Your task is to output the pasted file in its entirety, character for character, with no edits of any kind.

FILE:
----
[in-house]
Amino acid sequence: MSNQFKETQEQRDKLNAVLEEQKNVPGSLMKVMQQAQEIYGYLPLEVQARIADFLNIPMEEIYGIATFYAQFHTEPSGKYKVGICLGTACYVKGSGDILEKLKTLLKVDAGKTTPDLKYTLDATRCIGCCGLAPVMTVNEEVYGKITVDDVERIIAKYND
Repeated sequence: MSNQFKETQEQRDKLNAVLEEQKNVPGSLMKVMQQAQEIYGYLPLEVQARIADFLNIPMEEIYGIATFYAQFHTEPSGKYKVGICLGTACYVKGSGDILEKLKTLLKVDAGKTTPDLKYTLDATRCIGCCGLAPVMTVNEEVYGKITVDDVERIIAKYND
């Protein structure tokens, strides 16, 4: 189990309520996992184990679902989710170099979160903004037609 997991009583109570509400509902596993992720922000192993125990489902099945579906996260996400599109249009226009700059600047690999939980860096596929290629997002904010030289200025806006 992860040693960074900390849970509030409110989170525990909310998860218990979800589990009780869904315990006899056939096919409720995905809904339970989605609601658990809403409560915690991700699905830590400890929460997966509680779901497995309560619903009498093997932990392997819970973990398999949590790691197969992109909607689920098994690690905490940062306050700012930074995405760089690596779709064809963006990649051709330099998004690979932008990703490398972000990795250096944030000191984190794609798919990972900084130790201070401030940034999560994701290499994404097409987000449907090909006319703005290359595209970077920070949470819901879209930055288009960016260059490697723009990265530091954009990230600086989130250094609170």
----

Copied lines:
[in-house]
Amino acid sequence: MSNQFKETQEQRDKLNAVLEEQKNVPGSLMKVMQQAQEIYGYLPLEVQARIADFLNIPMEEIYGIATFYAQFHTEPSGKYKVGICLGTACYVKGSGDILEKLKTLLKVDAGKTTPDLKYTLDATRCIGCCGLAPVMTVNEEVYGKITVDDVERIIAKYND
Repeated sequence: MSNQFKETQEQRDKLNAVLEEQKNVPGSLMKVMQQAQEIYGYLPLEVQARIADFLNIPMEEIYGIATFYAQFHTEPSGKYKVGICLGTACYVKGSGDILEKLKTLLKVDAGKTTPDLKYTLDATRCIGCCGLAPVMTVNEEVYGKITVDDVERIIAKYND
């Protein structure tokens, strides 16, 4: 189990309520996992184990679902989710170099979160903004037609 997991009583109570509400509902596993992720922000192993125990489902099945579906996260996400599109249009226009700059600047690999939980860096596929290629997002904010030289200025806006 992860040693960074900390849970509030409110989170525990909310998860218990979800589990009780869904315990006899056939096919409720995905809904339970989605609601658990809403409560915690991700699905830590400890929460997966509680779901497995309560619903009498093997932990392997819970973990398999949590790691197969992109909607689920098994690690905490940062306050700012930074995405760089690596779709064809963006990649051709330099998004690979932008990703490398972000990795250096944030000191984190794609798919990972900084130790201070401030940034999560994701290499994404097409987000449907090909006319703005290359595209970077920070949470819901879209930055288009960016260059490697723009990265530091954009990230600086989130250094609170």